You put picture of the biggest lobster you ever saw,but are you aware how huge violence is done to that lobster? You cant ask for non-violence when you are so happy watching the poor lobster. Peace for the human but for the animals also.

  • Tena ko Tony…It was great having you guys on Rekohu and hope that you have arrived safely in Ozzie. You are right about the Crayfish (lobster) being even bigger on Rekohu…usually you need a saddle to ride them to the processing factory! :). By the way, Air Chathams would not be impressed by you calling their plane a “rusty old charter”…the pilot did give us all a good look over the island and Kopinga Marae on from the air on the return journey so it more than did the job!! Warm wishes to all the team. Me rongo, Maui

  • Ian B

    There’s something curious in your article; you say “The British brought a boatload of Maori…” as if the massacre were instigated by the British, who dropped off the Maori to do it. The Maori chartered a boat all for themselves. It was an action of the Maori, not of the British. It happened to be a British owned ship, that is all.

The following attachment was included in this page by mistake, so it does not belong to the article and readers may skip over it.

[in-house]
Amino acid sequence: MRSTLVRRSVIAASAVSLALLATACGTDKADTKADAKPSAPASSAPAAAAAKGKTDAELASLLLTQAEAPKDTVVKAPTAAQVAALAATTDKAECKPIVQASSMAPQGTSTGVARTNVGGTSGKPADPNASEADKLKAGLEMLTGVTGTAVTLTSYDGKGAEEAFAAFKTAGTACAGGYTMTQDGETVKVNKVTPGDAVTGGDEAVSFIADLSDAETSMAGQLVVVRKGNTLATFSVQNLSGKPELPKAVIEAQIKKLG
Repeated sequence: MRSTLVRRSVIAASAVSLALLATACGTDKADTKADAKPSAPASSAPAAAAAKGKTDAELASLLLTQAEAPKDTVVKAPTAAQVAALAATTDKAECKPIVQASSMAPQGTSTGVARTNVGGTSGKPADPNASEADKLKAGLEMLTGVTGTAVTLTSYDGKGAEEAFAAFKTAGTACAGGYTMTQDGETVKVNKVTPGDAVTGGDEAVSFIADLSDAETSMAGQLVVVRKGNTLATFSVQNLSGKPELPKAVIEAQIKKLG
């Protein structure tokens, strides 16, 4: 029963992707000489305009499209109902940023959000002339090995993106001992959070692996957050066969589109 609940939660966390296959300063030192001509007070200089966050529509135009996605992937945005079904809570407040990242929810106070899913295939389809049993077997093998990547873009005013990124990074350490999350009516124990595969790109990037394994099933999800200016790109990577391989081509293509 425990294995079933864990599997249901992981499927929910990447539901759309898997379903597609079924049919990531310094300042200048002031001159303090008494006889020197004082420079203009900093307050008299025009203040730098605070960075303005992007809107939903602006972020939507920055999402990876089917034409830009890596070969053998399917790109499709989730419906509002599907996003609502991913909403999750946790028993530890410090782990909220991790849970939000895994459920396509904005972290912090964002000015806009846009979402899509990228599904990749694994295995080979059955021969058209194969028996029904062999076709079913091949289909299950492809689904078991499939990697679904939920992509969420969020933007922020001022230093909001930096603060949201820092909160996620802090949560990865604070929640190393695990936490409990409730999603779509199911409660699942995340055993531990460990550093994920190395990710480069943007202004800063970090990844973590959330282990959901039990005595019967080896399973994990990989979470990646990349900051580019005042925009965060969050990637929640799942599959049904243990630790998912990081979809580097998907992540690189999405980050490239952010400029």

It’s equivalent to me hiring a car from a Frenchman and using it as a getaway vehicle in a robbery. It would be disingenous to put blame on “the French” for my crime committed with property that happened to be French owned.

    The Maori massacred the Moriori, cooked them and ate them. That was normal Maori custom; anyone who could not fight back was “fair game” for invasion and destruction. The only crime of the British in this instance was to accidentally provide the Maori with better marine technology than their own, sort of in the same way that a Dayak headhunter can be a more efficient killer with a Sheffield steel blade on his axe.

    The terrible fate of the Moriori is a Maori crime against humanity.